Mercury also has the thinnest atmosphere among all the terrestrial planets and an incredibly wide temperature range. In fact, temperatures vary from nearly the highest in the solar system (at the equator) to among the coldest (in the permanently shadowed areas where ice deposits seem to lurk). Documenting the nature of Mercury’s tenuous and changeable atmosphere and the composition of its mysterious polar deposits – thought by many to consist of water ice – will give us new insight into the volatile materials in the inner solar system.

On its sunny side, Mercury can reach a scorching 700 K (about 800°F). But because it has virtually no atmosphere to hold in that heat, temperatures drop to about 90 K (about -300°F) on the dark side.

How Many Haz-Mat Suits Do You Need to Change a Lightbulb?

Congress, in their wisdom, has mandated that the phase-out of incandescent light bulbs is to begin with the 100-watt bulb in 2012 and end in 2014 with the 40-watt. They use too much energy you see. The government is encouraging us to use eco-friendly green lighting such as Compact fluorescent light bulbs (CFL) or LEDs (light emitting diodes).

HazmatThe U.S. Department of Energy has a “Change a Light Bulb Program” in which they encourage us to replace incandescent light bulbs with more-energy-efficient, but much more expensive compact fluorescent bulbs. The Environmental Protection Agency (EPA) has a similar program.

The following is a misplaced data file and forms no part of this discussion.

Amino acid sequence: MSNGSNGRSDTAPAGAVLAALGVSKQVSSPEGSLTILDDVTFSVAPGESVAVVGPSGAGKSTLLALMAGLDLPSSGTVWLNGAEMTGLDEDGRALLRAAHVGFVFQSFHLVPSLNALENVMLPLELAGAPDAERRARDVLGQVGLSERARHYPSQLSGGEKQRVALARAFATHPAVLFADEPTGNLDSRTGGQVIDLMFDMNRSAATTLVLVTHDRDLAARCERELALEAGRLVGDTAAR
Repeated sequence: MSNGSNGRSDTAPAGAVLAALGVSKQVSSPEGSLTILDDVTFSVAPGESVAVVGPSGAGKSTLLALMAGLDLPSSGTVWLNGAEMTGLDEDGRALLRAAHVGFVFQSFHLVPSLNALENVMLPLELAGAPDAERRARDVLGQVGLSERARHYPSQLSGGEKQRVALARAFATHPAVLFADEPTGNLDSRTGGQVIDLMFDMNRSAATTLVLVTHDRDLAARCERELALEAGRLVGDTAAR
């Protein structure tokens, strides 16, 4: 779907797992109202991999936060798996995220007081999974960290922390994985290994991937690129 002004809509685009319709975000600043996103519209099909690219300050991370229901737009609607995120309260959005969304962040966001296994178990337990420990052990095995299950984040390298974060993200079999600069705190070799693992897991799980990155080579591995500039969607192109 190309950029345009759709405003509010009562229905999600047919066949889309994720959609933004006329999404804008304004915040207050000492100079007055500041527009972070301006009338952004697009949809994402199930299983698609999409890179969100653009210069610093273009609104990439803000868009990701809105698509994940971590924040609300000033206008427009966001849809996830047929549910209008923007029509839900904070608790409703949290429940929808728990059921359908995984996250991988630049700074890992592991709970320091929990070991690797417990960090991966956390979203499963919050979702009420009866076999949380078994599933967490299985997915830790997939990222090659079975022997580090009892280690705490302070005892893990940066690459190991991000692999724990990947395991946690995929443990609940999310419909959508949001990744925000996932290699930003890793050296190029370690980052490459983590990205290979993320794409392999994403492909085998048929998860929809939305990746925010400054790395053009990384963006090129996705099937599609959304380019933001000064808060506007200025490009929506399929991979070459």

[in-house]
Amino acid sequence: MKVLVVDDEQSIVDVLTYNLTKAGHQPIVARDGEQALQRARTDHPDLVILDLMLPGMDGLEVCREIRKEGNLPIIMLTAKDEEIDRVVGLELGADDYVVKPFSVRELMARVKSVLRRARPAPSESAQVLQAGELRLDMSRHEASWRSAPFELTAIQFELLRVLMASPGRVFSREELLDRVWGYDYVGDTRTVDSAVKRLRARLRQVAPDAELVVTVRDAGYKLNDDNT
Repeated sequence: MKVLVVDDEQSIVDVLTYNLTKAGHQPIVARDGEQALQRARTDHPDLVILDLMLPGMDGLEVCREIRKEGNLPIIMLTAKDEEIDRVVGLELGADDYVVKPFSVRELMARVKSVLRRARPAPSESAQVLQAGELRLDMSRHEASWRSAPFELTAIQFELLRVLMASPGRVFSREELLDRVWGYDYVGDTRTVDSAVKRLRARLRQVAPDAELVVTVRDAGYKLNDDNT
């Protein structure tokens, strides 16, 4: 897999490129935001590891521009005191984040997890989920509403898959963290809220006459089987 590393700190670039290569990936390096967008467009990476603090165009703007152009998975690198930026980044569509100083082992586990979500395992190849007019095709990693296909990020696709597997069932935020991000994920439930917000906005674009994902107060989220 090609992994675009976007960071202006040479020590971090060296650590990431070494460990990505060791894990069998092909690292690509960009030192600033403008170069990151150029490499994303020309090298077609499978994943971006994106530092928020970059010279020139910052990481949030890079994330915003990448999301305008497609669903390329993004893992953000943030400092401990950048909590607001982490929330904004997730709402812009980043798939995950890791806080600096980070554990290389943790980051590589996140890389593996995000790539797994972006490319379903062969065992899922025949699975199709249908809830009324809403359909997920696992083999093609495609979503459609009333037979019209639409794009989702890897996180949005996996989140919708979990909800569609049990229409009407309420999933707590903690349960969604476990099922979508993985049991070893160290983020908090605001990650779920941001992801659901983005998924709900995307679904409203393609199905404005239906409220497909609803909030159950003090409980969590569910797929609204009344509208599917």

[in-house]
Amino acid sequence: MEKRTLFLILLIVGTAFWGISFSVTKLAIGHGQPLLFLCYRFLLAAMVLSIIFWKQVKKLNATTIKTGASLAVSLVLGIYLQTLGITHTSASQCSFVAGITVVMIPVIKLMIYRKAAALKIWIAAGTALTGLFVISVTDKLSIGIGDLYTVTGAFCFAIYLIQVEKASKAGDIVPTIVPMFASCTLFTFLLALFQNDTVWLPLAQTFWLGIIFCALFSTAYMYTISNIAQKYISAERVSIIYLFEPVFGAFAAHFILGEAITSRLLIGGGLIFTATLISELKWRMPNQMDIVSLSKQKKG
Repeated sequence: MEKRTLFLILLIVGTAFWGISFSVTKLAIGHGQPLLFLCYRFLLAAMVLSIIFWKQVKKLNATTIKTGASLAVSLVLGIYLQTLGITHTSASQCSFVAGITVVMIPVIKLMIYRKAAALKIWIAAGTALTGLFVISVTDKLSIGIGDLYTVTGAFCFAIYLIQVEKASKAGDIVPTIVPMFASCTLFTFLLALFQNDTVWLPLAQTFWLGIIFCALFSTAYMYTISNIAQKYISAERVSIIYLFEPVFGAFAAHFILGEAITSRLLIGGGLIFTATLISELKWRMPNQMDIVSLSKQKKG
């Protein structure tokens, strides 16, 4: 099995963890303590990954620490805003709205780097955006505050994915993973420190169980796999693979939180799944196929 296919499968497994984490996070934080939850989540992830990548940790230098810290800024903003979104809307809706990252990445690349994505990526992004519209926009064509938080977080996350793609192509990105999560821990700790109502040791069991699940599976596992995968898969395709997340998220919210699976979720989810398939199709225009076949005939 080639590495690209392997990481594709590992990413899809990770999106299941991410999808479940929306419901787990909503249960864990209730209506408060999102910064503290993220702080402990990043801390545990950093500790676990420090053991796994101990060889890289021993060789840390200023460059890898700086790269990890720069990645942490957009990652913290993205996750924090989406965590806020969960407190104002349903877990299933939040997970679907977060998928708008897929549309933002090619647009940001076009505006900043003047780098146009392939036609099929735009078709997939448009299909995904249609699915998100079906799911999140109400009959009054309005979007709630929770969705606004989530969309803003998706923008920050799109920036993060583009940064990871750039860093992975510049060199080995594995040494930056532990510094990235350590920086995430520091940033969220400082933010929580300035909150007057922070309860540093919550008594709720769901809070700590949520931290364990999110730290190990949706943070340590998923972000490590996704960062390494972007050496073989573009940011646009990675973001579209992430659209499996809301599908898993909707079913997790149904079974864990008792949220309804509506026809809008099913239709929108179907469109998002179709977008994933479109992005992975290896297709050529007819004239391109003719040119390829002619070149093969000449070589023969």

Compact fluorescent light bulbs contain mercury vapor which can be hazardous to our health. Therefore, the EPA recommends you take the following steps if you should break one in your home:

Before Cleanup

Have people and pets leave the room, and avoid the breakage area on the way out.

Open a window or door to the outdoors and leave the room for 5-10 minutes.

Shut off the central forced-air heating/air conditioning (H&AC) system, if you have one.

Collect materials you will need to clean up the broken bulb:

Stiff paper or cardboard

Sticky tape (e.g., duct tape)

Damp paper towels or disposable wet wipes (for hard surfaces)

Glass jar with a metal lid (such as a canning jar) or a sealable plastic bag(s)

Cleanup Steps for Hard Surfaces

Carefully scoop up glass fragments and powder using stiff paper or cardboard and place debris and paper/cardboard in a glass jar with a metal lid. If a glass jar is not available, use a sealable plastic bag. (NOTE: Since a plastic bag will not prevent the mercury vapor from escaping, remove the plastic bag(s) from the home after cleanup.)

Use sticky tape, such as duct tape, to pick up any remaining small glass fragments and powder. Place the used tape in the glass jar or plastic bag.

Wipe the area clean with damp paper towels or disposable wet wipes. Place the towels in the glass jar or plastic bag.

Vacuuming of hard surfaces during cleanup is not recommended unless broken glass remains after all other cleanup steps have been taken. [NOTE: It is possible that vacuuming could spread mercury-containing powder or mercury vapor, although available information on this problem is limited.] If vacuuming is needed to ensure removal of all broken glass, keep the following tips in mind:

Keep a window or door to the outdoors open;

Vacuum the area where the bulb was broken using the vacuum hose, if available; and

Remove the vacuum bag (or empty and wipe the canister) and seal the bag/vacuum debris, and any materials used to clean the vacuum, in a plastic bag.

Promptly place all bulb debris and cleanup materials, including vacuum cleaner bags, outdoors in a trash container or protected area until materials can be disposed of properly.